Mantyh and colleagues have demonstrated that TrkA is expressed in a substantial proportion of peripheral nerve terminals in murine long bones (87, 95–97). They used antibodies directed against CGRP and NF200 to identify peptidergic and/or myelinated sensory nerve terminals in bone, respectively. Over 80% of these expressed TrkA. Bone marrow sensory nerve terminals that express TrkA have also been reported in the rat tibia, but in this case they were defined by the absence of coexpression of tyrosine hydroxylase, a marker of sympathetic nerve terminal endings (42). Approximately two-thirds of DRG neurons retrograde labeled from the rat tibia express TrkA and p75 receptors (42), and a similar proportion is reported for DRG neurons projecting to subchondral bone of the rat femur (41). Importantly, the relative proportion of TrkA + sensory neurons that innervate bone is significantly greater than in published reports of TrkA + sensory neurons innervating skin, muscle, joint, and viscera (41, 98, 99), suggesting that NGF signaling may be more important in bone pain than in pain arising from other tissues. Coexpression of TrkA with TRPV1 and Nav1.8, but not Nav1.9, in retrograde labeled bone marrow nociceptor neurons further suggests that TRPV1 and/or Nav 1.8 may contribute to NGF-induced signaling in these neurons (42).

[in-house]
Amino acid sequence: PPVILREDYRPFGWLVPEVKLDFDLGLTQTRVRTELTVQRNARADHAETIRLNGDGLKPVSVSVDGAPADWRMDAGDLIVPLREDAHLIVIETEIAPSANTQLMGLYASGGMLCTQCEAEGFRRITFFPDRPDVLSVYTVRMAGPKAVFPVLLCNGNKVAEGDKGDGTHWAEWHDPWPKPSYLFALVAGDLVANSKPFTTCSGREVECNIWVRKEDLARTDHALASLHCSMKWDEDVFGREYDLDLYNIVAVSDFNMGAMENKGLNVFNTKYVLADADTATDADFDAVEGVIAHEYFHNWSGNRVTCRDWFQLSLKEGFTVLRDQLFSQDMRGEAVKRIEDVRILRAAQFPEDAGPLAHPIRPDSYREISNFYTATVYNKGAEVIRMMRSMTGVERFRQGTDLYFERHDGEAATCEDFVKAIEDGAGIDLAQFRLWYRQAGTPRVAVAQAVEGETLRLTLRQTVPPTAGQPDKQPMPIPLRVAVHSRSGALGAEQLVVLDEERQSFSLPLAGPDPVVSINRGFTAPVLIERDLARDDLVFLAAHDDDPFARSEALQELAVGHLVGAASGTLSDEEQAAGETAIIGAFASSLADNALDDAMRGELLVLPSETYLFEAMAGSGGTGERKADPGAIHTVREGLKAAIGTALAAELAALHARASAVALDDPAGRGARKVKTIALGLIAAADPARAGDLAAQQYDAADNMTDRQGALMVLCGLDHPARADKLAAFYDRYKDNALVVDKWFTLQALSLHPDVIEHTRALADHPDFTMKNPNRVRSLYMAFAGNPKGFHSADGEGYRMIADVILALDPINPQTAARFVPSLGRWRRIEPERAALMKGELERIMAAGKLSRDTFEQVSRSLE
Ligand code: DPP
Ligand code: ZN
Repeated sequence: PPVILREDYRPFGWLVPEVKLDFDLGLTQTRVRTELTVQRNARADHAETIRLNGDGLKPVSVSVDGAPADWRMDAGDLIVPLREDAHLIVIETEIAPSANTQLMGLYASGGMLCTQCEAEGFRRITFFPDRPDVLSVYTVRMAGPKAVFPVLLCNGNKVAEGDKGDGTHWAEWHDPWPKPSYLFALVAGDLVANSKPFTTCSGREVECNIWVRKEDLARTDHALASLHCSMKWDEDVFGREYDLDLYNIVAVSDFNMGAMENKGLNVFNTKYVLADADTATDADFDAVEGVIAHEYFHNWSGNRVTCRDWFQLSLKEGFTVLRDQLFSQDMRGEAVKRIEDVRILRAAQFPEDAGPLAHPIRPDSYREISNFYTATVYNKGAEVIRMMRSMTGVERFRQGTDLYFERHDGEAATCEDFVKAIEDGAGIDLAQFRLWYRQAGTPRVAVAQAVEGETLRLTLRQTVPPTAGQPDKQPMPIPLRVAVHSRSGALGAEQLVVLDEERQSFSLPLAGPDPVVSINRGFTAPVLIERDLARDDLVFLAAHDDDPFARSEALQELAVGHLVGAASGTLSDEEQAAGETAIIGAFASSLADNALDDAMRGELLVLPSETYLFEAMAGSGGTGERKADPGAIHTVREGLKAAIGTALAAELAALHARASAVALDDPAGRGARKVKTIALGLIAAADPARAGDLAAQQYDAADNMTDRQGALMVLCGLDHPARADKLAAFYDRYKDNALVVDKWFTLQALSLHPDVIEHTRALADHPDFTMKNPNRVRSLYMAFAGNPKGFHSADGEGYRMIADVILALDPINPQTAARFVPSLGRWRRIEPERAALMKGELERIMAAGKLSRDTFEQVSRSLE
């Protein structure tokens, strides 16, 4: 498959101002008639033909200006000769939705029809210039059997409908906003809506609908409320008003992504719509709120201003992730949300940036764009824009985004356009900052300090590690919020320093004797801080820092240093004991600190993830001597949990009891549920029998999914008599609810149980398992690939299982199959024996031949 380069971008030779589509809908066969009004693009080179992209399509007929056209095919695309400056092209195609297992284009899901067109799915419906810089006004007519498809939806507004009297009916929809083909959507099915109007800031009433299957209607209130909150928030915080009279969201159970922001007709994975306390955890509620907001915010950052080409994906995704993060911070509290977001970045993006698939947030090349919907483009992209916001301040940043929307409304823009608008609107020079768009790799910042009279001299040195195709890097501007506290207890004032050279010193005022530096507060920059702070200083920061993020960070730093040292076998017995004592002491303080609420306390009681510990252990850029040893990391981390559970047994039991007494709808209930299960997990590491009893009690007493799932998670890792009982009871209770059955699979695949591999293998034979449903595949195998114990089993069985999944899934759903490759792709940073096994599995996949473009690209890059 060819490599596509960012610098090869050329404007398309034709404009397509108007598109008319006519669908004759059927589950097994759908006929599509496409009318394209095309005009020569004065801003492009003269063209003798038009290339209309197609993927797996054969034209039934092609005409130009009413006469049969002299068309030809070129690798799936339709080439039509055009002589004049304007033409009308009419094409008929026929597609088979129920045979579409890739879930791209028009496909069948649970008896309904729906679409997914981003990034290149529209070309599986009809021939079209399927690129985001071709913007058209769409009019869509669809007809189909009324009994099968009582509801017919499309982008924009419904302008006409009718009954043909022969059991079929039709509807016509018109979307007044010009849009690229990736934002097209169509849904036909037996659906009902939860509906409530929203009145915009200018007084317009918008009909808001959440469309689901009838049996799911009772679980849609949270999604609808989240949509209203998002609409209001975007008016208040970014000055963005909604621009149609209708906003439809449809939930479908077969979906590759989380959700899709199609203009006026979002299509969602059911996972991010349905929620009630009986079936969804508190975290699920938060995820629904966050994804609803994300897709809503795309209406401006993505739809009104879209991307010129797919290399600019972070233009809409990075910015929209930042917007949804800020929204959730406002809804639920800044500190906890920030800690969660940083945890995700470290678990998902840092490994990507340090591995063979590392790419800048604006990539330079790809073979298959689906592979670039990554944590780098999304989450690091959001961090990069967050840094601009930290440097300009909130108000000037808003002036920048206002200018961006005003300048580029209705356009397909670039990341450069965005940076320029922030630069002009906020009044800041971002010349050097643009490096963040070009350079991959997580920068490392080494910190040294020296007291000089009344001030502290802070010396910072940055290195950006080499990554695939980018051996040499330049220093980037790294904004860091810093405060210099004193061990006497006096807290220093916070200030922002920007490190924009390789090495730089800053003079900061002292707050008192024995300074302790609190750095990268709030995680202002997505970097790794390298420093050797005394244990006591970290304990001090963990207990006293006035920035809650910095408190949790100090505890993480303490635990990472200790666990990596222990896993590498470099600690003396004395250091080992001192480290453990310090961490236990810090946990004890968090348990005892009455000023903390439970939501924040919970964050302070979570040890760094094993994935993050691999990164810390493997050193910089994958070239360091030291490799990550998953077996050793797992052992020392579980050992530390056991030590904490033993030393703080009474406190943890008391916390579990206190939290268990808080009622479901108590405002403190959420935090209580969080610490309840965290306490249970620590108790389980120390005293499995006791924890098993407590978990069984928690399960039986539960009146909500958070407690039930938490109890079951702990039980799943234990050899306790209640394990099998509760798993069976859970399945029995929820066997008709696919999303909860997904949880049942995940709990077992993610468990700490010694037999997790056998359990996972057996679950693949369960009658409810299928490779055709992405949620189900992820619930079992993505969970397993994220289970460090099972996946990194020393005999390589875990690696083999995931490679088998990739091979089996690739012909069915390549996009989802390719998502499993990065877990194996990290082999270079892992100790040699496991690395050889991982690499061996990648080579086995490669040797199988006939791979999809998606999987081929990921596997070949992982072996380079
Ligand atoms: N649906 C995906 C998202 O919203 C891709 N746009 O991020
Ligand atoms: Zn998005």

NGF applied directly to the bone marrow rapidly activates and alters the excitability of single mechanically sensitive bone marrow nociceptors in the rat in vivo bone–nerve preparation described above (42). The changes in activity reported occur with a very short latency and resolve within 15–30 min, and so the effect of a bolus of locally infused NGF appears to be transient. The same dose of NGF applied to the tibia also alters weight-bearing bearing in the hind limbs with a similar time-course (42). A function blocking anti-TrkA antibody and a mast cell stabilizer was used in this study to show that NGF-induced changes in ongoing activity and mechanical sensitivity are dependent on signaling through the TrkA receptor, but are not affected by the activity of mast cells, respectively. Together, the findings suggest that acute behavioral responses to NGF in bone can be explained at least in part by the rapid activation and/or sensitization of mechanically activated bone marrow nociceptors, and that NGF needs to be present in around nerve terminals in bone for these changes to be maintained. This may explain why sequestering NGF after inflammatory pain has already developed attenuates pain behaviors in animal models of bone cancer and skeletal fracture (100).